Gerard Gertoux. PARADOX OF THE ANONYMOUS NAME . God’s name, which one finds about times in the Bible under the form YHWH, possesses the. ITS STORY, by Gérard Gertoux To return to here from an answer, use your Back button. Q1- Is it possible to pronounce the divine name if its genuine vowels are. Gérard Gertoux currently worked at the Laboratoire de Recherche HiSoMA – Histoire et Sources des Mondes Antiques, Université Lumiere Lyon 2.
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A1 – Is it possible to pronounce the divine name if its genuine vowels are not known? The question of knowing which vowels were with the four consonants of God’s name is absurd because the Masoretic vowels, which are the vowel-points, appeared after of our common era. Before this time the only vowels were the matres lectionis. Furthermore, the vowels e,o,a did not play any role to find again the true pronunciation among Hebrew Christian scholars.
On the other hand, in order to justify their pronunciation of the Name “according its letters”, they quoted the book of Maimonides The Guide of the Perplexed part 1 chapters 61 to 64 very often.
The present Masoretic vowels are not the genuine vowels because they appeared only after CE. Before this epoch, the Jews used a “mothers of reading” system some consonants were used as vowels to pronounce most of the proper names. A long time before, in the first century, Flavius Josephus, a Jewish writer, had written that the Tetragram is written with four vowels and not four consonants.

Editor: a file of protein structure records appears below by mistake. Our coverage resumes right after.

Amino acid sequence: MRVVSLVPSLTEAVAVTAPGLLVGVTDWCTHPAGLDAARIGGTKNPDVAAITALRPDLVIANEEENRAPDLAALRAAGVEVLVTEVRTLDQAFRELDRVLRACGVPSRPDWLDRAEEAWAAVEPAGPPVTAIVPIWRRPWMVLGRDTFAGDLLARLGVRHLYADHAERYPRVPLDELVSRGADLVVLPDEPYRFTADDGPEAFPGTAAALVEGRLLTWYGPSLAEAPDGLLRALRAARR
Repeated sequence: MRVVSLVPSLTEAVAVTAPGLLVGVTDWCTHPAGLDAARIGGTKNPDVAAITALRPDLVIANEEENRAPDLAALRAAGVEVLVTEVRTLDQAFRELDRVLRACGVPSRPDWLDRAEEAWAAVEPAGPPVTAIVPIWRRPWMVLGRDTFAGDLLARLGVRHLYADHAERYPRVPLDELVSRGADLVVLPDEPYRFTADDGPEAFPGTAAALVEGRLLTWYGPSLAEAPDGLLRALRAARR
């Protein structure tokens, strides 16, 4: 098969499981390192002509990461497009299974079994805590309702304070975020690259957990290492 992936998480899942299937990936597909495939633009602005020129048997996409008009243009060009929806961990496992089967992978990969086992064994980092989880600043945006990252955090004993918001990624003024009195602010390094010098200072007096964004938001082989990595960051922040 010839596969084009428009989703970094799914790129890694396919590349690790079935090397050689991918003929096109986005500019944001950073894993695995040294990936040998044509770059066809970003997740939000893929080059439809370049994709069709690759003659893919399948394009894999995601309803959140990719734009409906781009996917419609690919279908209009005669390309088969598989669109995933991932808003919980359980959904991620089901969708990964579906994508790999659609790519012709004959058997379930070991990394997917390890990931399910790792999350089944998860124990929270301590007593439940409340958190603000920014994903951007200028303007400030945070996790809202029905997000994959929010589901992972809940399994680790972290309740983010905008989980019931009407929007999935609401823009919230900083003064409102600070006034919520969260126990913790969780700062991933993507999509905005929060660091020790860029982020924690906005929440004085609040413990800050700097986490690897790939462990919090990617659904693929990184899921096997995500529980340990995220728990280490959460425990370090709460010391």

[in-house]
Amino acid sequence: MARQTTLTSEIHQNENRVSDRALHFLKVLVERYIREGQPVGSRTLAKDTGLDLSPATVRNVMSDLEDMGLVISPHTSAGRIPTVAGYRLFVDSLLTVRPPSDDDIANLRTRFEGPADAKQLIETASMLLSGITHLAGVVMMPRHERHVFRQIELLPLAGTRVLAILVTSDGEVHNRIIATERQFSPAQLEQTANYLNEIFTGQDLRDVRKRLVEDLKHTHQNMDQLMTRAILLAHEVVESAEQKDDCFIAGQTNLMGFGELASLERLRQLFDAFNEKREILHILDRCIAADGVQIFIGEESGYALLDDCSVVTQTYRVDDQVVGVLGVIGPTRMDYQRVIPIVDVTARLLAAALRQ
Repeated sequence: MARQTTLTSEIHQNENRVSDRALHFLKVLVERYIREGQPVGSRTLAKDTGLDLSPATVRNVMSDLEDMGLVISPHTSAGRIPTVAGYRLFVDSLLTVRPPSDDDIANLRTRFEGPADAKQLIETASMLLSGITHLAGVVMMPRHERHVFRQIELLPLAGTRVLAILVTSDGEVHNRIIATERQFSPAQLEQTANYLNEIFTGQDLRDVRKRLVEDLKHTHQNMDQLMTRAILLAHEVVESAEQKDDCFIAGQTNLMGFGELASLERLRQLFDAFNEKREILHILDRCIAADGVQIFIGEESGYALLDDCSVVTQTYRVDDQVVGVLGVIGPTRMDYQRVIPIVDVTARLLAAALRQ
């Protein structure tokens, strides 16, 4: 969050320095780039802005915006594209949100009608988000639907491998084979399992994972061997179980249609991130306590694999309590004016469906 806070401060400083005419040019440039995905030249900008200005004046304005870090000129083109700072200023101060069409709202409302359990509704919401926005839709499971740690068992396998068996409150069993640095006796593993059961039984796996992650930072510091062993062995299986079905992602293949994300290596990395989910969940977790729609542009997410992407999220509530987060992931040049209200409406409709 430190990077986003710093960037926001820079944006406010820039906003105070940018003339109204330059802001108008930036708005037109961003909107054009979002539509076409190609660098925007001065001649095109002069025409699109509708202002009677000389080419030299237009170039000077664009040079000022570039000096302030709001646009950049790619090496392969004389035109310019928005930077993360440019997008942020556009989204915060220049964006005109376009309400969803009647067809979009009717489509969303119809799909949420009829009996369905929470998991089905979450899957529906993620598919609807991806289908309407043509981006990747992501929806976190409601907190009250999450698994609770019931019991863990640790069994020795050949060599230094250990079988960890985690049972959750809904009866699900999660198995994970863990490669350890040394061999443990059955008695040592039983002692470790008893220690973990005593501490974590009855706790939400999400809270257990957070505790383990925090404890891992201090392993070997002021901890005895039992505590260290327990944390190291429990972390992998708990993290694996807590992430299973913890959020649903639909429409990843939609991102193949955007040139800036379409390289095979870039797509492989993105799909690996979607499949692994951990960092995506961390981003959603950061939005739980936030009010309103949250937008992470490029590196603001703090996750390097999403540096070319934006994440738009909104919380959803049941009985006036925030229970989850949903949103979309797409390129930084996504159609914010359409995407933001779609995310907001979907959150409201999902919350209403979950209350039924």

Flavius Josephuswho knew the priesthood of this time very well, clarified that, when Romans attacked the Temple, the Jews called upon the gertox name of God The Jewish War V: However, he gave some information of primary importance to rediscover the pronunciation he wanted to conceal. One can read indeed in the work The Jewish War the following remark: However, as each one knows, there are no vowels in Hebrew, but only consonants.
Regrettably, instead of explaining this visible abnormality, certain commentators influenced by the form Yahweh mislead the readers of Josephus by indicating in note that this reading was IAUE. Now, it is evident that the “sacred letters” noted the Tetragram wrote in paleo-Hebrew, and not in Greek. Furthermore, in Hebrew these consonants Y, W, H, are exactly used as vowels; they are moreover called matres lectionis “mothers of reading”.